So was winning the only thing? Would I have reacted the same way if the Packers had been ahead by enough points that the call would have not mattered? And what if the Packers had won on a last play through the beneficence of incompetent officials? What then? Is it human nature to want to see in life only what you want to see, and to argue for your side no matter what? I deal with this question as a political historian all the time in my encounters with ideologically blinded partisans, but now it was infecting the place where I go to escape, the joyous world of being a fan of the Green Bay Packers.
Some of the issues involved in the Seattle misplay are important but not interesting to me now. I have a visceral dislike for scabs, and consider the replacement refs just that. I have a far deeper disdain for fat-cat owners, which is one reason why I enjoy rooting for the Packers, who are owned by the citizens, the only publicly owned institution in American professional sports. Like many other fans and players, I find it hypocritical that Roger Goodell, who loves to extol his “for the good of the game” mantra, cannot see that squashing the regular refs is not good for the game or anyone but his wealthy ownership clique.
But I take those sentiments as a given — what happened in Seattle did not change my feelings about any of that. As angry as I was, in fact, I found that I felt no animosity toward the replacement refs who were responsible for the dumbfounding call. I found myself boiling first at the sight of Pete Carroll, the Seahawks coach, and then at the words of Russell Wilson, the Seattle quarterback. I know I am probably in the minority on this, but I found Carroll’s reaction repellant and Wilson’s disappointing.
The sight of Carroll thrusting his hands skyward to signal a touchdown himself and then running around with delirious happiness after the call Monday night, as if he had actually won something, as if his players had pulled off a gutsy miracle, only reminded me of his past as a win-at-any-cost coach at Southern Cal, from where he escaped to the pros to get away from a looming NCAA crackdown on his program.
Wilson is a different story. Last year he was the quarterback of the college team I root for, the Wisconsin Badgers. He seemed like a paragon of virtue as a collegian, and is among the brightest, most clear-thinking, engaging athletes I’ve seen. But when he was interviewed after the game, he too made it sound as though his team had pulled off a heroic feat, which belies every possible bit of reality. He described the ending as “a tough call,” but there was nothing tough about it at all. To say that was a touchdown and not an interception is to say that black is white.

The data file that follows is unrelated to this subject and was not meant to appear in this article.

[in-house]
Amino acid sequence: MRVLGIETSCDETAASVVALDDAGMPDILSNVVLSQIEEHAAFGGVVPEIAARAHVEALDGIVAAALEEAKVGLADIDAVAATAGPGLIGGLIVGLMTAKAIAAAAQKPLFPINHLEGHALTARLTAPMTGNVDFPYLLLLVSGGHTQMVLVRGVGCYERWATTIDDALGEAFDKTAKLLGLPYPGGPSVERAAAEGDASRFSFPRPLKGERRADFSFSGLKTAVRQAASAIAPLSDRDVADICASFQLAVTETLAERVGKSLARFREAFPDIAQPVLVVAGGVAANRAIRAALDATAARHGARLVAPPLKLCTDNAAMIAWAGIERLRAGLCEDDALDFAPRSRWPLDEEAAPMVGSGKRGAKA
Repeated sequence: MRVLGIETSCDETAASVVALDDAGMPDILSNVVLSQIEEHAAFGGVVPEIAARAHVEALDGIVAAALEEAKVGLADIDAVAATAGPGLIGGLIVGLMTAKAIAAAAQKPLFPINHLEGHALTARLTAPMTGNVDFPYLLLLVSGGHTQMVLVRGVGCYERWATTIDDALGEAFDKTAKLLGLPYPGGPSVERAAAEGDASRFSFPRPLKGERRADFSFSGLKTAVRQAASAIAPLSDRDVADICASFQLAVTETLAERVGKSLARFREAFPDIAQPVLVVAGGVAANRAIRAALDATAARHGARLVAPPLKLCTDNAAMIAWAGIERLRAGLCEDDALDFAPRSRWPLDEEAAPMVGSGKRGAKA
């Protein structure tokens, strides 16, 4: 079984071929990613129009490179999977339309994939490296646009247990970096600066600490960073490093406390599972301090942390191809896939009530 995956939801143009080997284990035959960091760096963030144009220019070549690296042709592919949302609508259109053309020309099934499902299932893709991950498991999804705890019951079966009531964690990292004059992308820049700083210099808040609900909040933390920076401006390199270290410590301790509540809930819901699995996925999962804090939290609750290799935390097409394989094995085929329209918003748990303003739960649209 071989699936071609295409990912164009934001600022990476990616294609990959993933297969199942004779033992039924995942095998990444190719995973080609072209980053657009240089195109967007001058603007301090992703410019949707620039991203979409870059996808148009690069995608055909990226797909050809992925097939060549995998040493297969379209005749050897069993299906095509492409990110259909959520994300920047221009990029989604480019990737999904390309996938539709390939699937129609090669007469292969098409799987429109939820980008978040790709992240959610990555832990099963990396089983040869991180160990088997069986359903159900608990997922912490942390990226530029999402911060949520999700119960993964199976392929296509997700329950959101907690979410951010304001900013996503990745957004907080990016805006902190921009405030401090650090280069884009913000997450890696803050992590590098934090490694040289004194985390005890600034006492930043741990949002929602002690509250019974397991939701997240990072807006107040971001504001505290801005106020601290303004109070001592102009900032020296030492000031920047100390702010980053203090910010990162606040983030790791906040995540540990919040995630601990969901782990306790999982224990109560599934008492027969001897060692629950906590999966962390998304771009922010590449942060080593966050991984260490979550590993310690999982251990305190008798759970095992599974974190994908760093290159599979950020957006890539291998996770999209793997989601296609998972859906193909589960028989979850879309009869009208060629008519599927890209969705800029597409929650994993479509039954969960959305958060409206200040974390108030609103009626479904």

I have never believed that winning is the only thing, and neither did Vince Lombardi. He once pulled his star cornerback out of a game when he saw him trip an opposing player, even though the refs missed it. He was always harder on his team when they played poorly but won than if they played well but lost. In searching my own soul, I honestly think that if the tables were turned and the Packers had won Monday night that way — or if I were Carroll or Wilson — I would have felt compelled to see the truth and talk about it. I would have had a harder time sleeping with that sham on my conscience than with the anger of the call going the other way.
The final score will stand; that cannot be changed. But Carroll and Wilson and the Seahawks don’t have to pretend that the call was right and that they deserved to win. It is not the only thing.
David Maraniss is an associate editor at The Washington Post, a Packers fan, and the author of “When Pride Still Mattered; A Life of Vince Lombardi.”